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In a delicate interlocking game, in which poetry merges with painting and botany, the illustrated album Vademécum de la Flora natural imaginary erases the borders between fiction and reality to present an exquisite work. As if it were one of those Chinese boxes that contain another smaller one and others, the book published by Calibroscope announces on the cover: “A work by Irene Singer and Dr. Brenda Twiler.” Behind those names there is a visual artist (Singer) and a fictional character who gave rise to the story.

Illustration from the cover of Irene Singer's vademecum of flowers
Illustration from the cover of Irene Singer’s vademecum of flowers

“Lovers of exact sciences and refutors of legends will only see coincidences here. Some of the many stories that can be crossed between the highest heights of Asia and the valleys near the great lakes of North America. We, faithful devotees of literature and clues, cannot avoid the persistent searches, the stubborn projects, the unlimited passions that coincide, connect and question us throughout this book”, says the epilogue.

It all started with a coffee. Not with just any coffee but with the search for a good and rich one. It was 2017, Singer was on a trip to the Himalayas and couldn’t believe that no one there served non-instant coffee. When the artist finally found a bar offering “Brazilian coffee” in Turtuk, a small town at an altitude of four thousand meters, she couldn’t help but savor it in an extra-large glass. Intense and strong, it produced a creative insomnia that he had not experienced before: he spent the night painting flowers.

“Ank-An-Zeled”: a flower also known as The Purple Rose of Cairo

But before that night, some fifteen years ago, a northern legend had inspired Singer and the publisher and author Walter Binder to do a joint work that remained unpublished and is only now about to be published: Travelogue of Dr. Brenda Twiler and the Legend of the Lirolay. It is a book with texts and illustrations, a kind of fictional log with the observations of Twiler, a fictional character, during an expedition to Lake Ontario in 1919. About a hundred years later, Singer establishes a pictorial dialogue with Dr. Twiler’s imaginary flowers .

“The diary is the book that gave rise to Vademécum de la Flora natural imaginary. It arose from a version that Walter wrote of the legend of the Lirolay flower that I illustrated. At the time, we coincided with Walter in a conference in Tucumán in 2009, and we took a quantum leap: we saw that a botanist could be created that makes a fictional journey in search of the Lirolay flower based on the legend, ”Singer tells LA NACION .

“I’m not a big fan of legends, but the one from Lirolay always cracked my head because speaks of a flower that does not exist. In general, all legends are intended for a culture to explain a natural fact. I know of no other legend that tells the story of a fictional flower,” explains Binder. “We decided, then, that this flower exists, but that no one has yet found it and it becomes the obsession of the Twiler botanist”, she adds.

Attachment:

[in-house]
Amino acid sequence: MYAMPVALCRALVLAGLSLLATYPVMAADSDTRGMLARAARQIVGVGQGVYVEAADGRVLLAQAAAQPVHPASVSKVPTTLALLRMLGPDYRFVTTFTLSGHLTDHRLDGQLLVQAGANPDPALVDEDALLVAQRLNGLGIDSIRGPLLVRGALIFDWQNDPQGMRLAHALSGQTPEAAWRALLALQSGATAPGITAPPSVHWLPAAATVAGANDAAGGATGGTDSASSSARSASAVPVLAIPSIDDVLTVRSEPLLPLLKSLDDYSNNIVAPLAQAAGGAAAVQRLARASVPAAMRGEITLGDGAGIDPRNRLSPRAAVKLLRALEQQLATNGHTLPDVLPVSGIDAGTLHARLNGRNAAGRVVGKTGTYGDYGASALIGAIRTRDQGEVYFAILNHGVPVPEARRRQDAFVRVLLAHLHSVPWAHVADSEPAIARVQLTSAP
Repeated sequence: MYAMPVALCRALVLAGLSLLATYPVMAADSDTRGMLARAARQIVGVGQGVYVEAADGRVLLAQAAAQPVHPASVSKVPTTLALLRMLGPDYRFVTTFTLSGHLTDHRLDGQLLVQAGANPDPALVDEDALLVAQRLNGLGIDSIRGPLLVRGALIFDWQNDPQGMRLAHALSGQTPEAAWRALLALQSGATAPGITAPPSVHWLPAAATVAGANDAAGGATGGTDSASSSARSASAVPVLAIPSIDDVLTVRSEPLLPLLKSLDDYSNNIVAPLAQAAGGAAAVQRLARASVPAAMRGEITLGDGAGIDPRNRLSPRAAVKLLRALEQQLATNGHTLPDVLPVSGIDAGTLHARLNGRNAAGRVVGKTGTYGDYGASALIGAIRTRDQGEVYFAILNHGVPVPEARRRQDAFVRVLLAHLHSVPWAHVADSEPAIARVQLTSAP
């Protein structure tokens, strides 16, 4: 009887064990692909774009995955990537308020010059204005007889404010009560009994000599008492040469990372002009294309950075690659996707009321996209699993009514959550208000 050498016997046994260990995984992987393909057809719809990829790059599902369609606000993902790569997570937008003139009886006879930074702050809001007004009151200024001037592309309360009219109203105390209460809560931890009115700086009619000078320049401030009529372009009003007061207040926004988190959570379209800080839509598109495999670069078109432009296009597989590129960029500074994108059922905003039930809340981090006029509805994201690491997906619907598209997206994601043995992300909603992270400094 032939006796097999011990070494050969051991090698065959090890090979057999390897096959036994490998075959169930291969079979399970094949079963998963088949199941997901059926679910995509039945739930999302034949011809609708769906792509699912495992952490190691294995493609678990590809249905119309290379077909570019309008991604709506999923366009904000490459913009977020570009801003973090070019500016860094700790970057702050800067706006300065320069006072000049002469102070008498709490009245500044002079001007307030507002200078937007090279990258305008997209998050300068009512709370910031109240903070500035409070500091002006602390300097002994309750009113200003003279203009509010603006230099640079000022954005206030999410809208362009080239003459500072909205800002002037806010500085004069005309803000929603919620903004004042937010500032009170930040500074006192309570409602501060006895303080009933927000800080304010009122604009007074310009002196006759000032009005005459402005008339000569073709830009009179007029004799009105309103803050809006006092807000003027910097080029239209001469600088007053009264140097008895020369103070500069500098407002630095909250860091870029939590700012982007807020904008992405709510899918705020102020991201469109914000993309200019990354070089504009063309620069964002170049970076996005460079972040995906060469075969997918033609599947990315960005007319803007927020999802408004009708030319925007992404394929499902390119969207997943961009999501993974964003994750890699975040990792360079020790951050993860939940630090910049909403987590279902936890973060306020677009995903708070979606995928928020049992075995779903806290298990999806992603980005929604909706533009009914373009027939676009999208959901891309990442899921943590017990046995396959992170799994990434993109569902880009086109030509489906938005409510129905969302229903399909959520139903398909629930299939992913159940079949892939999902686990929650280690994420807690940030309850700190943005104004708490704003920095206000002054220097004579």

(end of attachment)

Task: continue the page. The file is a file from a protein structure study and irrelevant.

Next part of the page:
“Kautriga meitennakti” or “Shy Girl of the Shadows”

To get real data, the artist and the editor went to the Darwinion Botany Institute. They presented the project to Fernando Zuloaga, then director of the institution, who was so fascinated that he agreed to sign the prologue. There were researchers who lent them their field notebooks and other materials with which they put together the travel diary.

That book did not get, until now, a publisher because it seemed “saleable” to none of them. That is why, at the moment, there is only one copy that contains a small-format book with the legend. A Chilean publisher told them: “They are presenting a book of two crazy people to a crazy woman,” Singer recalls with a laugh. “I think it was a very advanced book for the market of that time”, he risks.

“Hazhmadia”: they bloom alone among the dunes of the Negev

Time passed. There was another “quantum” and temporary leap. Singer is near the Himalayas looking for a decent coffee, drinks the only one he can get, and can’t sleep that night. And in that peculiar vigil he draws imaginary flowers without stopping. Upon his return to Buenos Aires, he continues with that work that it has as a canvas some brownish leaves of an old manual of bacteriology that had belonged to his father. He paints flowers that don’t exist with powerful stamens, petals that look like wings, stems with strange shapes.

One day, Binder and Judith Wilhelm, founders of the Calibroscope label, visit her at her studio in Belgrano. Walter sees the flowers and is mesmerized. “We have to make a book,” he thinks. thus was born Vademécum de la Flora natural imaginary, whose interior images illustrate this article. Each flower, with a fictitious name, is accompanied by a poetic description. About one of them, Jabibna, he says: “It blooms in the springs of the Nile / The locals say that the most / closed nights of the new moon / are vain attempts of the sky / to imitate the silky blackness / of its petals”.

In the fictional story, the vademecum predates the travelogue because, after the expedition to Lake Ontario, Twiler disappears without a trace. Nobody heard from her again.

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